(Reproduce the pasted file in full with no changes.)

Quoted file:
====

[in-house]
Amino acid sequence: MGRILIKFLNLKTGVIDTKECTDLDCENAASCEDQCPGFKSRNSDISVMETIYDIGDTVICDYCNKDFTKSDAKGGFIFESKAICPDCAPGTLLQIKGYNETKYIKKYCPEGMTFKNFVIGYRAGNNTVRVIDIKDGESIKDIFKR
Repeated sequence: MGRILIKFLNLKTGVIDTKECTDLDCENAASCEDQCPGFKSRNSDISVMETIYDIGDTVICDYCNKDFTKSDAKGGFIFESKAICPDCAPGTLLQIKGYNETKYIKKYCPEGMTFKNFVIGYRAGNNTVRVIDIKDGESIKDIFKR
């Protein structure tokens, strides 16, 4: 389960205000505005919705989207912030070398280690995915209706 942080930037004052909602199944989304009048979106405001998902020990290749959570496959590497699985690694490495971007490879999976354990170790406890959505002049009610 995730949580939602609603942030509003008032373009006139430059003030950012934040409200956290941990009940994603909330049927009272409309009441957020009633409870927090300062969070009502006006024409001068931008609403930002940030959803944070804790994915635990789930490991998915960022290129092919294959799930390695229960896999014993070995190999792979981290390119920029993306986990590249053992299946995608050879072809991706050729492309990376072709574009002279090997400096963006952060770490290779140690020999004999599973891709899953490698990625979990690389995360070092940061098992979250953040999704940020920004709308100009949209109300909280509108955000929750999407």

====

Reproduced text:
[in-house]
Amino acid sequence: MGRILIKFLNLKTGVIDTKECTDLDCENAASCEDQCPGFKSRNSDISVMETIYDIGDTVICDYCNKDFTKSDAKGGFIFESKAICPDCAPGTLLQIKGYNETKYIKKYCPEGMTFKNFVIGYRAGNNTVRVIDIKDGESIKDIFKR
Repeated sequence: MGRILIKFLNLKTGVIDTKECTDLDCENAASCEDQCPGFKSRNSDISVMETIYDIGDTVICDYCNKDFTKSDAKGGFIFESKAICPDCAPGTLLQIKGYNETKYIKKYCPEGMTFKNFVIGYRAGNNTVRVIDIKDGESIKDIFKR
């Protein structure tokens, strides 16, 4: 389960205000505005919705989207912030070398280690995915209706 942080930037004052909602199944989304009048979106405001998902020990290749959570496959590497699985690694490495971007490879999976354990170790406890959505002049009610 995730949580939602609603942030509003008032373009006139430059003030950012934040409200956290941990009940994603909330049927009272409309009441957020009633409870927090300062969070009502006006024409001068931008609403930002940030959803944070804790994915635990789930490991998915960022290129092919294959799930390695229960896999014993070995190999792979981290390119920029993306986990590249053992299946995608050879072809991706050729492309990376072709574009002279090997400096963006952060770490290779140690020999004999599973891709899953490698990625979990690389995360070092940061098992979250953040999704940020920004709308100009949209109300909280509108955000929750999407």